Can mindfulness beat pain?
There are many fads that come along in the health industry but mindfulness meditation is not one of them. Certainly mindfulness is a buzz word right now but this is just a modern Western acceptance of what has been a known principle in Eastern thought for a long time. There is so much research coming out on the effects of mindfulness meditation but there are those who still doubt that it is much more than relaxation. There is plenty of evidence to show that mindfulness has more profound physical and psychological effects than mere relaxation such as new study showing how it can significantly reduce pain levels.
The mindfulness meditation was much more powerful and reduced the sensation of pain by 27 per cent and the emotional aspect of pain by 44 per cent.
In the study healthy pain-free subjects were assigned to one of four groups: mindfulness meditation, placebo meditation (“sham” meditation), placebo analgesic cream, and a control group. Pain was induced by using a heat probe to heat a small area of the subject’s skin to 49 degrees Celsius. This is a level of heat that most people would experience as very painful. The subjects rated pain intensity (physical sensation) and pain unpleasantness (emotional response) as well having their brains scanned before and after the four-day long group experiences.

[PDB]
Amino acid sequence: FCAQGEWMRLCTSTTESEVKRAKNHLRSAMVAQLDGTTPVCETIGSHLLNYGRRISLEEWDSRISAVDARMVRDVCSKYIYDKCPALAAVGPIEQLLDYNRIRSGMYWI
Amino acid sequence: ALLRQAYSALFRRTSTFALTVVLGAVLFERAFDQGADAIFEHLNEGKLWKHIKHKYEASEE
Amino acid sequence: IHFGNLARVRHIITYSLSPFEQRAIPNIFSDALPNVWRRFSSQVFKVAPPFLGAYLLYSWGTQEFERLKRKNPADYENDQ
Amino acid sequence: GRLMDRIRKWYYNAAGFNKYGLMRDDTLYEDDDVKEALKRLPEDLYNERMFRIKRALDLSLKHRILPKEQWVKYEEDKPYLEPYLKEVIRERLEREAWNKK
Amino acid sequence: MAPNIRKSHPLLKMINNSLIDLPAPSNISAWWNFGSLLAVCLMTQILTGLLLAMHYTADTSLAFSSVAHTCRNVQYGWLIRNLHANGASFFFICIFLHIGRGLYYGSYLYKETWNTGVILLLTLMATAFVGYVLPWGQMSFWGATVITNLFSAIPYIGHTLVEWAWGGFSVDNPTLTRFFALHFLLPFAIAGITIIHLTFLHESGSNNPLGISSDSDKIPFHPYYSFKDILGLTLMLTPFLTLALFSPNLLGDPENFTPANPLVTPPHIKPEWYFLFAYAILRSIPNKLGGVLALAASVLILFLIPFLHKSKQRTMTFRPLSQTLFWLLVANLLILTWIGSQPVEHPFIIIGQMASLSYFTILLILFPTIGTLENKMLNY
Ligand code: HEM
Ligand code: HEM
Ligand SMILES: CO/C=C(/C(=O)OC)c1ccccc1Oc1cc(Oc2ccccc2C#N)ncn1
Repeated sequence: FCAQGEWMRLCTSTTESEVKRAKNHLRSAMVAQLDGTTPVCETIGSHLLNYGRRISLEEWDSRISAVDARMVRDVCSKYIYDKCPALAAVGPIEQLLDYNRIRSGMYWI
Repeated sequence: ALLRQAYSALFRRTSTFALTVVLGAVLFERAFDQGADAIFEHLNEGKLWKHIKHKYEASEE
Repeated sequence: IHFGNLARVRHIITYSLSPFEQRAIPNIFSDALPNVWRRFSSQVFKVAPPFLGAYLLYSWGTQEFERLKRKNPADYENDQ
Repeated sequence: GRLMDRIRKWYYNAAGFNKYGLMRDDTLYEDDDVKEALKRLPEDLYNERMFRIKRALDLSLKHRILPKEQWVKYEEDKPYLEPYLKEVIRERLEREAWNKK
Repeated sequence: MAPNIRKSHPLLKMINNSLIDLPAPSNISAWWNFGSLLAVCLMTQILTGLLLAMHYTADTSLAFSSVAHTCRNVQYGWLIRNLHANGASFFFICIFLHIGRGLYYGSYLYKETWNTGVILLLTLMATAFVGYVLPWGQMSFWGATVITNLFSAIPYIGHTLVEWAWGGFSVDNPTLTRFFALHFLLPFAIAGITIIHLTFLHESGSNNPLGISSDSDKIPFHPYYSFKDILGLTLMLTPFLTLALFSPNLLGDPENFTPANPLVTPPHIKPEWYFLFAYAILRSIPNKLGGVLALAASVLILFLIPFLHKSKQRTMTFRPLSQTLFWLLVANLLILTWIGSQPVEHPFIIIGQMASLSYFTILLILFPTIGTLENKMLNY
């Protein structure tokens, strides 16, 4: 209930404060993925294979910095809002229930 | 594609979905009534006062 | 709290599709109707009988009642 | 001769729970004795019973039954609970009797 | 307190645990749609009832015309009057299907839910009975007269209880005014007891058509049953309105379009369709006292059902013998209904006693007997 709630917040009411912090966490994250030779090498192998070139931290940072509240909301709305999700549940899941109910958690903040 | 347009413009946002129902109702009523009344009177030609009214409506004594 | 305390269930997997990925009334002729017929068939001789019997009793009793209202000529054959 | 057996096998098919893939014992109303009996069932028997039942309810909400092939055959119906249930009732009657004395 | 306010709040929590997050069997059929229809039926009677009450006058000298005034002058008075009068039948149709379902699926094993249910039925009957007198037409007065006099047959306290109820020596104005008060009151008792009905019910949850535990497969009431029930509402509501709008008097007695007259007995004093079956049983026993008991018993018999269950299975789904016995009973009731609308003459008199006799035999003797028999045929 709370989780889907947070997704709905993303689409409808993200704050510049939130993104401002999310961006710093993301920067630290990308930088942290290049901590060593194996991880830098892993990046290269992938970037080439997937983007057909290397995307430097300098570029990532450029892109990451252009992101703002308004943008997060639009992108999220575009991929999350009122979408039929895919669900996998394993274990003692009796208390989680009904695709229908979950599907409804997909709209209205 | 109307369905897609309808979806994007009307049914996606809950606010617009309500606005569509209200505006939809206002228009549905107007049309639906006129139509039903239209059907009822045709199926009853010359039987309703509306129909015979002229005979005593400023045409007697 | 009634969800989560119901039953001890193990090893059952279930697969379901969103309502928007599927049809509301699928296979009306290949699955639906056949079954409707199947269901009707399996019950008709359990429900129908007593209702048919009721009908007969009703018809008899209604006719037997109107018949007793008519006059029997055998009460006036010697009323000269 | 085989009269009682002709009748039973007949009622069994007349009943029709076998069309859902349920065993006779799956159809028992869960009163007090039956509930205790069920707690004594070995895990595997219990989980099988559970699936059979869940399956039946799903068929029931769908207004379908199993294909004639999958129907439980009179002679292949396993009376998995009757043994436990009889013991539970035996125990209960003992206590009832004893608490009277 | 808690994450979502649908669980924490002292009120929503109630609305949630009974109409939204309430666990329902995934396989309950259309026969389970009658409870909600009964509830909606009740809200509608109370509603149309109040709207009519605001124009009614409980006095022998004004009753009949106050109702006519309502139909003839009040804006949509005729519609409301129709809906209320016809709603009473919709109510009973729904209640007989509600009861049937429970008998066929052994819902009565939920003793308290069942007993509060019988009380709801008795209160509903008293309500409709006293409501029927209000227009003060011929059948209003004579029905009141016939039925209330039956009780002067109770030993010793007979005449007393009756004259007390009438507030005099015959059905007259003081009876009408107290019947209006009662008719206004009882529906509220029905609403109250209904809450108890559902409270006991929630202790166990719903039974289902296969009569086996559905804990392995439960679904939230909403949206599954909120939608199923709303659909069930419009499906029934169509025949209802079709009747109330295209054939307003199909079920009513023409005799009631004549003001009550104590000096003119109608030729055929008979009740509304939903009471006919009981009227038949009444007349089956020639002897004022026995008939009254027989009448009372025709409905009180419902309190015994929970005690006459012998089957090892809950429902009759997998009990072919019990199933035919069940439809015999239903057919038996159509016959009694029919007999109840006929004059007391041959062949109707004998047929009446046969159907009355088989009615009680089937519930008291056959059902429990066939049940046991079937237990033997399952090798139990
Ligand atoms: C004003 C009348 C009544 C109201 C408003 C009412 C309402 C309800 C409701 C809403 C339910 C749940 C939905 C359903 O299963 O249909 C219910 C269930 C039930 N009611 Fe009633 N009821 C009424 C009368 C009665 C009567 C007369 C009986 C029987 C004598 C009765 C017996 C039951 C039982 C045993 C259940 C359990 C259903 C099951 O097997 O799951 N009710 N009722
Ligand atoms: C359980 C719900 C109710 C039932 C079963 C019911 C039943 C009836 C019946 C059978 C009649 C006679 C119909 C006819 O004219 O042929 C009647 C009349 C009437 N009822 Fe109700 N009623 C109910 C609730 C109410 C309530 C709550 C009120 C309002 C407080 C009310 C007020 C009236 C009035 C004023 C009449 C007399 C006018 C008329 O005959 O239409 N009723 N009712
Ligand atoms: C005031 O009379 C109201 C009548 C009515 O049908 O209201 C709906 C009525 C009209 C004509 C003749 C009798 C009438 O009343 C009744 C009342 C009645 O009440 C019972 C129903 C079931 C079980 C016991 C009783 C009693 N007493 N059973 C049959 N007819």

The placebo cream was found to reduce the sensation of pain by 11 per cent and the emotional aspect of pain by 13 per cent. The mindfulness meditation was much more powerful and reduced the sensation of pain by 27 per cent and the emotional aspect of pain by 44 per cent. The sham meditation group only had a 9 per cent reduction in sensations of pain and a 24 per cent reduction in emotional response to pain. The brain scans also showed that mindfulness produced different patterns of brain activity than the placebo cream.
Mindfulness meditation activated the parts of the brain associated with self-control of pain (the orbitofrontal and anterior cingulate cortex) whereas the placebo cream reduced activity in pain processing areas (the secondary somatosensory cortex). In addition the thalamus was deactivated during mindfulness meditation but was activated in all other groups. The thalamus is a gateway that determines if sensory information is allowed to reach higher brain centres. By deactivating the thalamus mindfulness meditation is causing pain signals to fade away. The sham meditation did seem to produce effects via relaxation induced by controlled breathing but the effects of mindfulness went much further than that.
Forget your pills, four 20-minute mindfulness meditations a day could be all the pain relief that you need.
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